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Benefit from nature's healing powers
by Cynthia Petersen Correspondent · February 27th, 2017

You've heard of the healing power of the aloe vera plant, haven't you? My mother kept a live plant on the counter in the kitchen, and if she was burned while cooking, she would just snip off a tip of the leaf and rub it on the burn. Not only did it take away the sting, but it healed faster, too.

Most people know this little trick, especially if they get burned a lot. However, many still do not know the benefits that other plants offer, such as lavender, oregano, lemon, and peppermint.

Essential oils have been used for thousands of years to heal and ease pain, but it wasn't until 1910 that the secrets of the oils have been truly revealed.

According to, French chemist Rene Gattefosse was working in the laboratories of the cosmetics firm his family owned. He burned his hand during an experiment and plunged it into the nearest tub of liquid, which just happened to be lavender oil.

Gattefosse's hand healed so quickly and with little scarring, that he became fascinated with essential oils. This inspired him to experiment with them during the World War I on soldiers in the military hospitals. He used lavender, thyme, lemon, and clove oils for their antiseptic properties. The chemist saw an increase in the rate of healing in wounds treated with essential oils and that the oils seemed to be free from the disadvantages present with other antiseptics that were currently being used.

And even though Gattefosse's work showed significant improvements in the healing of wounds and easing of pain with the oils, it wasn't until the 1990s that more people became intrigued with the oils, a more natural alternative to traditional medicine.

Some of the oils used in aromatherapy include chamomile, geranium, lavender, tea tree, lemon, cedarwood, and bergamot. Each type of essential oil has a different chemical composition that affects how it smells, how it is absorbed, and how it is used by the body. They are often combined to create exactly what the body requires for each ailment, including joint pain, sleeplessness, digestive problems, headaches, and skin problems.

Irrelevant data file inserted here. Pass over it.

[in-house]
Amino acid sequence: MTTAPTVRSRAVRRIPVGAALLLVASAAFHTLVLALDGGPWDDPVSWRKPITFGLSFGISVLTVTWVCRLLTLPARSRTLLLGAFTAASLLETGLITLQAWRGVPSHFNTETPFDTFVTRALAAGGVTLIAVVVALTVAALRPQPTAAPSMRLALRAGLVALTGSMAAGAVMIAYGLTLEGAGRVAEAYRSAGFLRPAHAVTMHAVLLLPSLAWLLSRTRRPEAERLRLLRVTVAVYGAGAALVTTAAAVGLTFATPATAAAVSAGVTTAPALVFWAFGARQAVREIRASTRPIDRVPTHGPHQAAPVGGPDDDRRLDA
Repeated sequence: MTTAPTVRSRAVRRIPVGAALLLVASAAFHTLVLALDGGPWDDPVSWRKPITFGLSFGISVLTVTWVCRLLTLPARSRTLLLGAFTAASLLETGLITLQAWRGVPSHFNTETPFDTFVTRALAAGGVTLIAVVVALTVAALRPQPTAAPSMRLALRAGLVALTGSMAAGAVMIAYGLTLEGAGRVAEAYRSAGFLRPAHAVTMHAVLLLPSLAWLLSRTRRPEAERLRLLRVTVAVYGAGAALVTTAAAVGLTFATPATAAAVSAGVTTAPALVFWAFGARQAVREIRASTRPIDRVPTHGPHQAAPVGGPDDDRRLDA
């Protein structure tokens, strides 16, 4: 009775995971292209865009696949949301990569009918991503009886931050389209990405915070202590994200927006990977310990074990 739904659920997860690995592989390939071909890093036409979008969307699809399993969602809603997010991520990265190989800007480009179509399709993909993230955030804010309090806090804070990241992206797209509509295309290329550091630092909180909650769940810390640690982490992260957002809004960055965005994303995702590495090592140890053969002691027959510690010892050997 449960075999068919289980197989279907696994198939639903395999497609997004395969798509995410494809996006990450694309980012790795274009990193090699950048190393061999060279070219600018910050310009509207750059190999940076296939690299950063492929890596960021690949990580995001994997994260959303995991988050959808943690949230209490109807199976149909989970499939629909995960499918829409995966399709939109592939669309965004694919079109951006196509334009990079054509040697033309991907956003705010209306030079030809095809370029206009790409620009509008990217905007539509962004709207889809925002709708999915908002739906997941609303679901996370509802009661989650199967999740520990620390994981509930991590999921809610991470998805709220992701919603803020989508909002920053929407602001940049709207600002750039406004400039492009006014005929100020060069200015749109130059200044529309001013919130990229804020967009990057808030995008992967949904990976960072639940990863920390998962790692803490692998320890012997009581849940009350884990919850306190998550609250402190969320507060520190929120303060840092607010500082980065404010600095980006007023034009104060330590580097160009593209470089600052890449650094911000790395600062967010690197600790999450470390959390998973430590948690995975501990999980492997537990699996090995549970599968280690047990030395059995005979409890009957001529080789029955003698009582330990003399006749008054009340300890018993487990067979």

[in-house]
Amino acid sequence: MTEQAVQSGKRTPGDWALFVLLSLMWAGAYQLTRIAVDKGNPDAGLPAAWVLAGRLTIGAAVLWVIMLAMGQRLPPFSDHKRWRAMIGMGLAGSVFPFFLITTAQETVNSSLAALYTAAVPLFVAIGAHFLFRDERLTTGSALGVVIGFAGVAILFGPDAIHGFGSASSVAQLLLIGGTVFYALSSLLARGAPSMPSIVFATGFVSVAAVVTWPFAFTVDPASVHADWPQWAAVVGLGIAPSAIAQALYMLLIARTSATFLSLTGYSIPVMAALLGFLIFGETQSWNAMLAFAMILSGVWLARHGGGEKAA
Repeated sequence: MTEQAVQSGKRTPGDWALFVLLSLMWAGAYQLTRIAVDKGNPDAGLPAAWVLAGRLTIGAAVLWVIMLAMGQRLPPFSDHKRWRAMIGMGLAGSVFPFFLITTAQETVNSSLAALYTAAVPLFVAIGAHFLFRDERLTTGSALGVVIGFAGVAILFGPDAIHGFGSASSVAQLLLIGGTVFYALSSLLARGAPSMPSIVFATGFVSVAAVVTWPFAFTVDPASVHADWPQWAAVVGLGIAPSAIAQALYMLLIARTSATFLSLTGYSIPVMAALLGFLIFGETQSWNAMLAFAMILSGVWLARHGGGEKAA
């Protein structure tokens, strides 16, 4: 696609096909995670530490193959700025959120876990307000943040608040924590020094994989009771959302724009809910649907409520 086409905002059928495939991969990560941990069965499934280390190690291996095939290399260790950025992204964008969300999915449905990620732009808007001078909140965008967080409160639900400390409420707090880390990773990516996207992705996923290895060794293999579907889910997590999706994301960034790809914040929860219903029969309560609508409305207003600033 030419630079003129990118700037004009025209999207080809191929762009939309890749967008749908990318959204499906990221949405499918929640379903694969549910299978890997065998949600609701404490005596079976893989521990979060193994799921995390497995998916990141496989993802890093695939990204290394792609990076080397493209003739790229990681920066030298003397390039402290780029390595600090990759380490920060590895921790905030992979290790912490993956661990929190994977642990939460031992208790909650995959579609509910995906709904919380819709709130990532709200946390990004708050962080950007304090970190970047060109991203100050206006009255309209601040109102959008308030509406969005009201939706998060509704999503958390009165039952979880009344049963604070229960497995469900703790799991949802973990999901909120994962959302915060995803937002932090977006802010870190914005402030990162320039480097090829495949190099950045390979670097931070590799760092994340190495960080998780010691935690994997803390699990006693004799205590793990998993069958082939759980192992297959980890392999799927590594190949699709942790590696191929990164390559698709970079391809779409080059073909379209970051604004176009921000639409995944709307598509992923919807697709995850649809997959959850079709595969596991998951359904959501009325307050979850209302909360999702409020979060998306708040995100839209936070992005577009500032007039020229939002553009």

Aromatherapy can also have an impact on pain. Certain scents activate smell receptors in the nose, which triggers a reaction in the nervous system. This, in turn, stimulates the part of your brain that controls emotion, triggering the release of feel-good hormones, such as dopamine.

Marcie Ward, a local distributor for Young Living Essential Oils, said the company's goal is to educate the community about the use of essential oils and are doing this by holding classes and workshops, as well as provide information through social media.

"When I first got started with oils I honestly thought they were just to make my house smell good, and didn't understand the major benefits they could provide both physically and emotionally," she said. "Oils have empowered me as a mother to have a truly natural alternative to have on hands to soothe my children. After my first time using the blend 'Thieves,' something clicked. I researched the oils because I wanted to learn about these little bottles of plant juice and figure out how they worked. Pure essential oils speak for themselves. They are the lifeblood of a plant, the roots, leaves, flowers, stems, and seeds. These oils come from the fluid inside of the plant and are necessary for the plant to live. We can use these oils to bring balance back into the body."

Classes and workshops are held periodically in the community, including at Awaken Chiropractic, 2205 Blairsferry Crossing in Hiawatha. The next event will be held Wednesday, March 8, at 7:30 pm.

Awaken Chiropractic owner, Erica Christensen, said she initially became interested because her patients had been asking about them.

"I wanted to learn more before giving my opinion," she said. "The more I read, the more interested I became. As a chiropractor, our focus is on how to make the body heal and function at its absolute best without the use of drugs or surgery. Using essential oils just made sense as they work with the body and support different body systems and, similarly, try to aid the body in doing what it's already designed to do.

Erica said that while she knows there is a time and place for medications and doctors, more young families and young parents are starting to see medications and medical intervention as a "last resort."

"Many are looking for natural options to support their children's bodies and overall health, like essential oils and chiropractic care and good food, to try first. These things are part of a wellness lifestyle and involve being proactive about our health, supporting our bodies in any way we can, instead of waiting until things go bad. We offer a lot of informational workshops about essential oils, so people can become more informative about the oils."

For more information, visit or call Marcie at 319-430-8841.

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